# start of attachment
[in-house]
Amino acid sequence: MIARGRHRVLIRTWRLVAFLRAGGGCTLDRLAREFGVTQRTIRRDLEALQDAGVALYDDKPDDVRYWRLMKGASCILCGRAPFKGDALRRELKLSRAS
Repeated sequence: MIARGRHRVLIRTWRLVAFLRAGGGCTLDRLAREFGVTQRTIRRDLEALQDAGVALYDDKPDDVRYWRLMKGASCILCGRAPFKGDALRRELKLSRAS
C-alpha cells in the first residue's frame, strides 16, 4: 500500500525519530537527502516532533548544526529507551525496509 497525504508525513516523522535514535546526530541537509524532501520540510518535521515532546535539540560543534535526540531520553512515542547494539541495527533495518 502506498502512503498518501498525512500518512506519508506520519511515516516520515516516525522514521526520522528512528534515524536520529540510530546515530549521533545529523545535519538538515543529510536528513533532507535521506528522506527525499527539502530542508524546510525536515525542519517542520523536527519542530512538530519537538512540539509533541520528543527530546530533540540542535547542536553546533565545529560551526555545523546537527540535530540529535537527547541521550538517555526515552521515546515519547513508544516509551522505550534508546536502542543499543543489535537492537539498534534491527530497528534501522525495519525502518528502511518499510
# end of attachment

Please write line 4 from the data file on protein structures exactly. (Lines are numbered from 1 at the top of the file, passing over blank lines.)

C-alpha cells in the first residue's frame, strides 16, 4: 500500500525519530537527502516532533548544526529507551525496509 497525504508525513516523522535514535546526530541537509524532501520540510518535521515532546535539540560543534535526540531520553512515542547494539541495527533495518 502506498502512503498518501498525512500518512506519508506520519511515516516520515516516525522514521526520522528512528534515524536520529540510530546515530549521533545529523545535519538538515543529510536528513533532507535521506528522506527525499527539502530542508524546510525536515525542519517542520523536527519542530512538530519537538512540539509533541520528543527530546530533540540542535547542536553546533565545529560551526555545523546537527540535530540529535537527547541521550538517555526515552521515546515519547513508544516509551522505550534508546536502542543499543543489535537492537539498534534491527530497528534501522525495519525502518528502511518499510